Thursday, September 15, 2011


Members of the company in Twelfth Night. Photography by Cylla von Tiedemann.

Reviewed by James Karas

The cover of the 2011 Souvenir Program of the Stratford Shakespeare Festival shows a smiling Brian Dennehy and an amazed Stephen Ouimette with golf clubs in hand and dressed in golfing attire. This is clearly an important image that we are to take home with us from this year’s offerings of a dozen plays.

As it turns out the golfers are in Shakespeare’s Twelfth Night, directed by Des McAnuff at the Festival Theatre. In case you didn’t know, McAnuff is the Artistic Director of the Festival.

There are some praiseworthy aspects to the production and they will be duly credited. But let’s start with the obvious: McAnuff is an imaginative and sometimes brilliant director who never saw a cheap laugh that he bypassed or thought of a gimmick that he did not stage. When you throw in every cheap laugh and gimmick into a production some will work but many will not. McAnuff is like a youngster who is full of ideas but has little judgment in choosing the good and discarding the mediocre. He will make a fine director when he grows up and develops that judgment.

In this production, McAnuff includes golf, tennis and baseball playing by the characters. None of these sporting interests add anything to the play and the round of golf is silly and made worse by going for cheap laughs. In Shakespeare’s play, Sir Toby (Brian Dennehy) and his companion Sir Andrew (Stephen Ouimette) arrive at the Countess Olivia’s house after a night of drinking. The servant Maria (Cara Rickets) reproaches them for the hours that they keep. In McAnuff’s play, the men are playing golf, Maria is a caddy and they have a golf cart as well. The difference between the action as suggested by Shakespeare’s text and the activity imagined by McAnuff requires leaps of the imagination and suspension of any rational thinking that are unnecessary and not particularly entertaining.

McAnuff has made a name for himself as a director of musicals and he takes Shakespeare to task for not writing a suitable musical for him to direct. True, there are several beautiful songs in Twelfth Night but that will not do for Des. He reverses the order of the first two scenes (we start with Viola and the Captain on the shore instead of at Orsino’s court with “If music be the food of love) and before Viola has finished speaking a band appears and they start playing annoying music. The band will be kept busy throughout the production with increasingly inappropriate appearances. No sooner have you settled into the poetry and humour of the play, than the musicians appear to make sure you are not enjoying the performance.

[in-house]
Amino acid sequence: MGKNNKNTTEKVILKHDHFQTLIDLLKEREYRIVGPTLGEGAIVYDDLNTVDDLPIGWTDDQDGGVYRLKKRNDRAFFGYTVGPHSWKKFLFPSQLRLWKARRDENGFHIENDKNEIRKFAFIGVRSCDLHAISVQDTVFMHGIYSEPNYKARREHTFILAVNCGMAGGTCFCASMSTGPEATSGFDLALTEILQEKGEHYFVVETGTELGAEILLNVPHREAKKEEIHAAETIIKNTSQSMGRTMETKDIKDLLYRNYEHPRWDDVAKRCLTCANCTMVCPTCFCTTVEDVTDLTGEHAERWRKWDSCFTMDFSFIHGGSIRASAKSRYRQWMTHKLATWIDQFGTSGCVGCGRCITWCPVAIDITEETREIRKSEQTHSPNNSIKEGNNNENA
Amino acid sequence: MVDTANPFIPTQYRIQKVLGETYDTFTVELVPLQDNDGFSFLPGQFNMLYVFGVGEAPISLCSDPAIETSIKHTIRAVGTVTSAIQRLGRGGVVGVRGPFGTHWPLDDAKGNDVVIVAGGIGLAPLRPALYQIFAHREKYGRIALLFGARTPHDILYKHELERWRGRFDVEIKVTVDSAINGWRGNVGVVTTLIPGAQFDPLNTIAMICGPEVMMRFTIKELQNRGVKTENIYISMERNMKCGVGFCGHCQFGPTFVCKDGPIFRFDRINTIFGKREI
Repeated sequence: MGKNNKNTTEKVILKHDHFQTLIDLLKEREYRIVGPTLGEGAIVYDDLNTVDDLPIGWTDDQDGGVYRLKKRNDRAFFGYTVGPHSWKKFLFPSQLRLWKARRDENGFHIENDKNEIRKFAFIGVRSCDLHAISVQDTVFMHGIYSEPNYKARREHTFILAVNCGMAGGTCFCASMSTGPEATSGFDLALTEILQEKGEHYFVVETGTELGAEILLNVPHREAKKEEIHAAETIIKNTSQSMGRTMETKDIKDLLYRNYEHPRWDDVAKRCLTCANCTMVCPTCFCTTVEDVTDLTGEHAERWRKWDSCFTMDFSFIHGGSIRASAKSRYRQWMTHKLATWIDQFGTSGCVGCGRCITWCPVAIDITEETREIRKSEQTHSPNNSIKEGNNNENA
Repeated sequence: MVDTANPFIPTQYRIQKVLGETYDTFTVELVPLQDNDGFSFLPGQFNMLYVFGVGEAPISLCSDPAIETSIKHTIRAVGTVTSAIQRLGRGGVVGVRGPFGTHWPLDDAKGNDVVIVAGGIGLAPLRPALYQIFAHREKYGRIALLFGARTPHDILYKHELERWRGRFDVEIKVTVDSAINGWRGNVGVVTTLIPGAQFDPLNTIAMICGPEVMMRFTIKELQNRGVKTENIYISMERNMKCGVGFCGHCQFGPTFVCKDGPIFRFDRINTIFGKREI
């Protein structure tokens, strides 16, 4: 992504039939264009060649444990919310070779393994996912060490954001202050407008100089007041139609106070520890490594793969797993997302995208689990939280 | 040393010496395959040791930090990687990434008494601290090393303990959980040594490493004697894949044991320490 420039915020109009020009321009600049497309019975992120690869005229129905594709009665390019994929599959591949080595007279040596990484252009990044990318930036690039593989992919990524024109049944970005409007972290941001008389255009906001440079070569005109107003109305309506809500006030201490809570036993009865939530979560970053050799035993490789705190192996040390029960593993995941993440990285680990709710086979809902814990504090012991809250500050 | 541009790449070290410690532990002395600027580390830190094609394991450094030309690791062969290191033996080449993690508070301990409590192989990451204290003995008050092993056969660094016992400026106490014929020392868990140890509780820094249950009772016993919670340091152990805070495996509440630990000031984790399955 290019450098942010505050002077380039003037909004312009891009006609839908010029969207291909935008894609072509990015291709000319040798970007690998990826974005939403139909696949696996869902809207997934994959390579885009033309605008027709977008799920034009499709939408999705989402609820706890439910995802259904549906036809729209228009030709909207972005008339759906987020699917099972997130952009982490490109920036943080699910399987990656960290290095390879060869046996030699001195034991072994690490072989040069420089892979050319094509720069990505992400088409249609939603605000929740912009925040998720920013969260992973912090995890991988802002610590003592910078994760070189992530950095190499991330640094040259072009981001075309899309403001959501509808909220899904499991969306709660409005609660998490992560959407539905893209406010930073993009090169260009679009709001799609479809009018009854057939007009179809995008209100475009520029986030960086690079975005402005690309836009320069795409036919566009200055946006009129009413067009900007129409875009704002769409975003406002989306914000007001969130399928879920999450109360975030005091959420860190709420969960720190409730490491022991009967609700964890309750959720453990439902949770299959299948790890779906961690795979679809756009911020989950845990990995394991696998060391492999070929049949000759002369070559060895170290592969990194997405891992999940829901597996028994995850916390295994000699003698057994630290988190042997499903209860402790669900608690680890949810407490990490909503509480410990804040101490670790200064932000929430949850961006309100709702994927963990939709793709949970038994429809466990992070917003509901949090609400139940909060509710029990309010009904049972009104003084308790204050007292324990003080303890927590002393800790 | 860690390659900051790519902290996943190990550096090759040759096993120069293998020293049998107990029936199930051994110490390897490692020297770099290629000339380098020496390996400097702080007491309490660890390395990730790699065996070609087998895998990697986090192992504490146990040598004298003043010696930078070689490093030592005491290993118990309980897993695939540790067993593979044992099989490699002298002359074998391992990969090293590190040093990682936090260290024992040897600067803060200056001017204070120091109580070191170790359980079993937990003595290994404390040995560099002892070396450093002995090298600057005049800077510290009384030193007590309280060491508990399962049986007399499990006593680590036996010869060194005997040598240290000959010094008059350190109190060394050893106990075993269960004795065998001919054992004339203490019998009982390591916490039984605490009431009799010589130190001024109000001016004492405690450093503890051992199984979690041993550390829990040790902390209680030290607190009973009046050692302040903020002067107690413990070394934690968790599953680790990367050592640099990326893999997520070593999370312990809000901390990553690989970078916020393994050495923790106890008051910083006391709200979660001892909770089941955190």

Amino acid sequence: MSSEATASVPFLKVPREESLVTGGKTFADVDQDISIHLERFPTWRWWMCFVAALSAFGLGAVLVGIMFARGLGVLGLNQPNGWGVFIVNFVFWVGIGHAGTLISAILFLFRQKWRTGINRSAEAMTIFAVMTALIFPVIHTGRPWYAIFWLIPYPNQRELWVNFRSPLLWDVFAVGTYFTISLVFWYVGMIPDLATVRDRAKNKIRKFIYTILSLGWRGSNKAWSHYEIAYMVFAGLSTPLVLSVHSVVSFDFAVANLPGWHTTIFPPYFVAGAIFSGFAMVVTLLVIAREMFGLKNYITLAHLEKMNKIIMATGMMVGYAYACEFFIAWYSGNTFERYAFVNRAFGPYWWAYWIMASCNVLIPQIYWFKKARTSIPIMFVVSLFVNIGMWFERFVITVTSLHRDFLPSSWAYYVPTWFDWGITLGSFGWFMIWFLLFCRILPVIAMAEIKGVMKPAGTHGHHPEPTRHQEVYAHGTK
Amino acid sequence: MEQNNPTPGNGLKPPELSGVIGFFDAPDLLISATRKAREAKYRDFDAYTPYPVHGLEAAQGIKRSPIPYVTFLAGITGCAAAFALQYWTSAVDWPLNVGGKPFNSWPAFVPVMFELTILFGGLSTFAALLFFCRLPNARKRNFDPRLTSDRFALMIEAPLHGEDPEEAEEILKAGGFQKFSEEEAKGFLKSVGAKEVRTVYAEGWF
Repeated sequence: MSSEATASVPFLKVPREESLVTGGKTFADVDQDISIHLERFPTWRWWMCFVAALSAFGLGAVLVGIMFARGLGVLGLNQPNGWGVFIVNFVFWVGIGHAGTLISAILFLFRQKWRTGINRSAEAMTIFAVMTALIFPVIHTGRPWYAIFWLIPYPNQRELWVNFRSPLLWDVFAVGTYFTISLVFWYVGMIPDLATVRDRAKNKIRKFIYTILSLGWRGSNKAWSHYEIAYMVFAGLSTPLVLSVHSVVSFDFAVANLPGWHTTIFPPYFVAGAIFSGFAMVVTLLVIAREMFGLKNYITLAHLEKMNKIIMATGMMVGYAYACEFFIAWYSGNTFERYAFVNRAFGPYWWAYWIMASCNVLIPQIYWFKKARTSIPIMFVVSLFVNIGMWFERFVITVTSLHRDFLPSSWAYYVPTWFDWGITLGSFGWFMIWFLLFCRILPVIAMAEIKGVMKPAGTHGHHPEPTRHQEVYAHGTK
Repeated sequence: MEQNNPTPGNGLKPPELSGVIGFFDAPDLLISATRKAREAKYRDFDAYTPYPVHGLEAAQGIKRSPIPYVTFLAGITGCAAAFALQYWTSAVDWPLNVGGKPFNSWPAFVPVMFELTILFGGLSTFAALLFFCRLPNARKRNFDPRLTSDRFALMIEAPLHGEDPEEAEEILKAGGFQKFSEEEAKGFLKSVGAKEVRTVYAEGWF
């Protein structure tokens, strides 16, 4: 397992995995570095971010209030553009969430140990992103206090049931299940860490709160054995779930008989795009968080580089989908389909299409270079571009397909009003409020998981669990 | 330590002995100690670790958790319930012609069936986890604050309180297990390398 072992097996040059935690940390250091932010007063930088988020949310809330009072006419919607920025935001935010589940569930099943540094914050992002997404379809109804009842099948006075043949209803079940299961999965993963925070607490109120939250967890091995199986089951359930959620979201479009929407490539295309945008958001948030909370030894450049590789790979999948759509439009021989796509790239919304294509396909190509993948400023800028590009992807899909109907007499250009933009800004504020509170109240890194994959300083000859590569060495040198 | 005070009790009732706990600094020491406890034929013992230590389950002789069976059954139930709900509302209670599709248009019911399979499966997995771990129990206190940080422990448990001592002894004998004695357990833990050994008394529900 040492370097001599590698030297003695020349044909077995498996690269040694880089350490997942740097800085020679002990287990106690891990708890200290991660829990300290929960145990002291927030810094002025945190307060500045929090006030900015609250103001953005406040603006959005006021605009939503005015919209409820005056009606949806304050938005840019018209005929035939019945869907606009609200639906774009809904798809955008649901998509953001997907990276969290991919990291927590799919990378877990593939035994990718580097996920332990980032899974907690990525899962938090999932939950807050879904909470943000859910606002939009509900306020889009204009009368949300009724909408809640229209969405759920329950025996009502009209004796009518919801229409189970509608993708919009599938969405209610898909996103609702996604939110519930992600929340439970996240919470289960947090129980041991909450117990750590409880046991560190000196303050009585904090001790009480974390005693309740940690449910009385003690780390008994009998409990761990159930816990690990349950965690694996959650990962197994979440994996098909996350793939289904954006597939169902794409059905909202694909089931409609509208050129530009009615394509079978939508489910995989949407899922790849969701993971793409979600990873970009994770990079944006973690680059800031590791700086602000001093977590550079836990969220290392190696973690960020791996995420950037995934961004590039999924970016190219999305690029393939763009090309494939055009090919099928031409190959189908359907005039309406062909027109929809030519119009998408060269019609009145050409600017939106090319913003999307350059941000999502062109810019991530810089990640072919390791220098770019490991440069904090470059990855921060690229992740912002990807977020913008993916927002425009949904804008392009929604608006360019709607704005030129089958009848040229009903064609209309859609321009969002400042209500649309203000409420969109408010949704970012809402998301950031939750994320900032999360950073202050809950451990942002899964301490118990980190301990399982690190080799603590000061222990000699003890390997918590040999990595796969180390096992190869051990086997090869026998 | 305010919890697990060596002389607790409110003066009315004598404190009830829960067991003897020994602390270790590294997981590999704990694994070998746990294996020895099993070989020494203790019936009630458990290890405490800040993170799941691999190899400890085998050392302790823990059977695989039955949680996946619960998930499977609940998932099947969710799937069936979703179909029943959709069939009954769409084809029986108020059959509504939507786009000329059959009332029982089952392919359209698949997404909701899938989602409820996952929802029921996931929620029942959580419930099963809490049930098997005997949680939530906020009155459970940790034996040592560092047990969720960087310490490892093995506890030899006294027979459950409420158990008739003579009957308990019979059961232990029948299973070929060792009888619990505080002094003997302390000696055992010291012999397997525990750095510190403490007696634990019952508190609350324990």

It gets so bad, that even the Captain in his short appearance with Sebastian, goes out singing “If music be the food of love.” Again, Shakespeare should be castigated for not writing something suitable for Mr. McAnuff to direct.

Among the gimmicks and cheap laughs, there are some genuinely funny moments and some excellent performances that, to put it uncharitably, defeat McAnuff’s attempts to wreck the play, but (more truthfully) show that he can be a talented director.

Tom Rooney is an outstanding Malvolio. Rooney’s Malvolio is efficient and officious and gets very few laughs. He does not deserve the treatment that he gets from Sir Toby and the rest. In a nice directorial touch, when the lights dim at the end of the play, the spotlight is on Rooney as Malvolio.

Andrea Runge is a beautiful Viola/Cesario. She is tall, attractive and speaks with passion if not poetry. Her identical twin brother Sebastian (Trent Pardy) is quite convincing as her mirror image, a feat not easy to achieve.

On the low comedy side, Stephen Ouimette carries the day quite easily as the foolish Sir Andrew. Ouimette shows a natural, comic affinity for the role as he prances around and gets very emotional to hilarious effect. A Sir Andrew to remember.

Brian Dennehy is clearly supposed to be one of the stars of the show (and the Festival) as the forever drunk Sir Toby but his performance is a big disappointment. He is unable to generate many laughs or convince us that he is such a funny bon vivant and he is easily upstaged by Ouimette.

Mike Shara made a decent Orsino if you ignore the fact that he uses his hands too much in the beginning and that he does not have an ounce of poetry in him in a role that has nothing but. Sara Topham’s Olivia was alright but did not thrill me. She simply did not show enough passion and anger for me. Ben Carlson can be an excellent Feste but McAnuff kept unleashing his musicians on him and his performance was largely ruined.

More restraint and respect for the text, fewer gimmicks and cheap laughs would have given us a fabulous production of this great comedy. As it was, it seemed to grate on my nerves as much as to please me.

Twelfth Night by William Shakespeare opened on July 15 and will run until October 28, 2011 at the Festival Theatre, Stratford, Ontario.

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